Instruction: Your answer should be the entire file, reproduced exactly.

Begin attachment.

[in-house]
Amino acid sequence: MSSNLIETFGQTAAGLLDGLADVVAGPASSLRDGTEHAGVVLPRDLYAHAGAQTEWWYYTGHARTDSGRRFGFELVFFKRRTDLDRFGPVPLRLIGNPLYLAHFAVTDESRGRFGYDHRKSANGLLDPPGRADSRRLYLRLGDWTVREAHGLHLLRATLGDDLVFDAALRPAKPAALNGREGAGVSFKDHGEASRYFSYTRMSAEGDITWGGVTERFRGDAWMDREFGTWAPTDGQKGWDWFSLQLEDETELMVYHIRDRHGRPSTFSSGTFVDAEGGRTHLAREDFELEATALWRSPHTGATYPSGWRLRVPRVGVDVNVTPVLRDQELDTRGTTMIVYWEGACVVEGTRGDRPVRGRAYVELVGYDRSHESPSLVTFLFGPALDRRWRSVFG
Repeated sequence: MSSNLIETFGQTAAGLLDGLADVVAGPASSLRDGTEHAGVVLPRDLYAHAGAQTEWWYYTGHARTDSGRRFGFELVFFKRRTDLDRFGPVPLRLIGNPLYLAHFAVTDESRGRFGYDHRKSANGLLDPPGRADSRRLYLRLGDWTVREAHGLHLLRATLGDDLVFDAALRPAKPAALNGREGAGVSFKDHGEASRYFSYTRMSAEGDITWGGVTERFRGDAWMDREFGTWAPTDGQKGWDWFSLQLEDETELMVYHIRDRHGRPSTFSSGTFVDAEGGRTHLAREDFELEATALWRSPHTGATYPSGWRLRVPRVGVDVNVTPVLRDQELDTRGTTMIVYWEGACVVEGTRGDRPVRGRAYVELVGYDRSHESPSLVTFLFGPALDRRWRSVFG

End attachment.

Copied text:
[in-house]
Amino acid sequence: MSSNLIETFGQTAAGLLDGLADVVAGPASSLRDGTEHAGVVLPRDLYAHAGAQTEWWYYTGHARTDSGRRFGFELVFFKRRTDLDRFGPVPLRLIGNPLYLAHFAVTDESRGRFGYDHRKSANGLLDPPGRADSRRLYLRLGDWTVREAHGLHLLRATLGDDLVFDAALRPAKPAALNGREGAGVSFKDHGEASRYFSYTRMSAEGDITWGGVTERFRGDAWMDREFGTWAPTDGQKGWDWFSLQLEDETELMVYHIRDRHGRPSTFSSGTFVDAEGGRTHLAREDFELEATALWRSPHTGATYPSGWRLRVPRVGVDVNVTPVLRDQELDTRGTTMIVYWEGACVVEGTRGDRPVRGRAYVELVGYDRSHESPSLVTFLFGPALDRRWRSVFG
Repeated sequence: MSSNLIETFGQTAAGLLDGLADVVAGPASSLRDGTEHAGVVLPRDLYAHAGAQTEWWYYTGHARTDSGRRFGFELVFFKRRTDLDRFGPVPLRLIGNPLYLAHFAVTDESRGRFGYDHRKSANGLLDPPGRADSRRLYLRLGDWTVREAHGLHLLRATLGDDLVFDAALRPAKPAALNGREGAGVSFKDHGEASRYFSYTRMSAEGDITWGGVTERFRGDAWMDREFGTWAPTDGQKGWDWFSLQLEDETELMVYHIRDRHGRPSTFSSGTFVDAEGGRTHLAREDFELEATALWRSPHTGATYPSGWRLRVPRVGVDVNVTPVLRDQELDTRGTTMIVYWEGACVVEGTRGDRPVRGRAYVELVGYDRSHESPSLVTFLFGPALDRRWRSVFG